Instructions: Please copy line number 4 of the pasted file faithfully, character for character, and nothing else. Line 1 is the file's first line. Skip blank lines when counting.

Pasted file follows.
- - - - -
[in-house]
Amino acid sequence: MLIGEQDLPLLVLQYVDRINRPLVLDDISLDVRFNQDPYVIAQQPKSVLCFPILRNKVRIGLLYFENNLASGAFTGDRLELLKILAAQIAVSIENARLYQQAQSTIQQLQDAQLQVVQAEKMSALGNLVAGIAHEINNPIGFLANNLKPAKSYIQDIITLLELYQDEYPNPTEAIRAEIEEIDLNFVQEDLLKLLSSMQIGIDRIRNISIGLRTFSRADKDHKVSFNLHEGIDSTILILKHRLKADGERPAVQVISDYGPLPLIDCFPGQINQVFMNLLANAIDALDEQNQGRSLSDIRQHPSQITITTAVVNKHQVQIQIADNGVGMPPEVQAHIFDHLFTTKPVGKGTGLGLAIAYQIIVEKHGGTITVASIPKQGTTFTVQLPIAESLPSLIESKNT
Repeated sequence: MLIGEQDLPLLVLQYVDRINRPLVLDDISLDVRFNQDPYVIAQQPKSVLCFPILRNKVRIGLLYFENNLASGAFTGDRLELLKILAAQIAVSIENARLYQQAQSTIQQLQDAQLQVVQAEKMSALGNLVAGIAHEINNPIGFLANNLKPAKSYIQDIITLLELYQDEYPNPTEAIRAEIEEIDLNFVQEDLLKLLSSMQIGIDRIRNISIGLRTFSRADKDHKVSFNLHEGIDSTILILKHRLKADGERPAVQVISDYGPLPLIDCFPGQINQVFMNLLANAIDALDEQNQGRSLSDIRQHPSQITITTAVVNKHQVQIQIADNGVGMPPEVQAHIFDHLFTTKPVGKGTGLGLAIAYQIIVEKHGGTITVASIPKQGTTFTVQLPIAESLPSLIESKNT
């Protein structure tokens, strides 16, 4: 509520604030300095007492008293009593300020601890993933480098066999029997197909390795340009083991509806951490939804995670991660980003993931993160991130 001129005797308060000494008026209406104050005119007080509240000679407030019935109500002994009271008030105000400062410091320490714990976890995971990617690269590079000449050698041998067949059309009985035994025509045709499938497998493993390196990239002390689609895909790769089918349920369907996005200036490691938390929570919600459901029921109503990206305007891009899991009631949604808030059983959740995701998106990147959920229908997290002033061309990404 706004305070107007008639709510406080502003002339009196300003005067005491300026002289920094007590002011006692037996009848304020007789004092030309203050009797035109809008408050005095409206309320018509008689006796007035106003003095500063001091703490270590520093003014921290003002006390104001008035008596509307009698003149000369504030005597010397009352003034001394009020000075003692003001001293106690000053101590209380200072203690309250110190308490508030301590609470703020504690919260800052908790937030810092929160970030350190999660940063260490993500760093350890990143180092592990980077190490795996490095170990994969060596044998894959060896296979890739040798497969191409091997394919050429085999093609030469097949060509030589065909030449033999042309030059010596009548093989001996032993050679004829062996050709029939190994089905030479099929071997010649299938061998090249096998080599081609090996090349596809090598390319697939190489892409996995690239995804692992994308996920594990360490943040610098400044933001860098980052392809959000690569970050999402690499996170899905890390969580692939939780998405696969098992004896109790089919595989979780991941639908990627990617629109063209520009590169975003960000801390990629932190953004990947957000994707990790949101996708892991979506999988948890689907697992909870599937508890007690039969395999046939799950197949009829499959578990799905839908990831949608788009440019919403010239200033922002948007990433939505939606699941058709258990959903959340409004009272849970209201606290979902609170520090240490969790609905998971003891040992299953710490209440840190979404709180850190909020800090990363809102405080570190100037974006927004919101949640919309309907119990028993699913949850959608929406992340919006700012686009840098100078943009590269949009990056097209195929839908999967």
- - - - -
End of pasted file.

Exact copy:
């Protein structure tokens, strides 16, 4: 509520604030300095007492008293009593300020601890993933480098066999029997197909390795340009083991509806951490939804995670991660980003993931993160991130 001129005797308060000494008026209406104050005119007080509240000679407030019935109500002994009271008030105000400062410091320490714990976890995971990617690269590079000449050698041998067949059309009985035994025509045709499938497998493993390196990239002390689609895909790769089918349920369907996005200036490691938390929570919600459901029921109503990206305007891009899991009631949604808030059983959740995701998106990147959920229908997290002033061309990404 706004305070107007008639709510406080502003002339009196300003005067005491300026002289920094007590002011006692037996009848304020007789004092030309203050009797035109809008408050005095409206309320018509008689006796007035106003003095500063001091703490270590520093003014921290003002006390104001008035008596509307009698003149000369504030005597010397009352003034001394009020000075003692003001001293106690000053101590209380200072203690309250110190308490508030301590609470703020504690919260800052908790937030810092929160970030350190999660940063260490993500760093350890990143180092592990980077190490795996490095170990994969060596044998894959060896296979890739040798497969191409091997394919050429085999093609030469097949060509030589065909030449033999042309030059010596009548093989001996032993050679004829062996050709029939190994089905030479099929071997010649299938061998090249096998080599081609090996090349596809090598390319697939190489892409996995690239995804692992994308996920594990360490943040610098400044933001860098980052392809959000690569970050999402690499996170899905890390969580692939939780998405696969098992004896109790089919595989979780991941639908990627990617629109063209520009590169975003960000801390990629932190953004990947957000994707990790949101996708892991979506999988948890689907697992909870599937508890007690039969395999046939799950197949009829499959578990799905839908990831949608788009440019919403010239200033922002948007990433939505939606699941058709258990959903959340409004009272849970209201606290979902609170520090240490969790609905998971003891040992299953710490209440840190979404709180850190909020800090990363809102405080570190100037974006927004919101949640919309309907119990028993699913949850959608929406992340919006700012686009840098100078943009590269949009990056097209195929839908999967």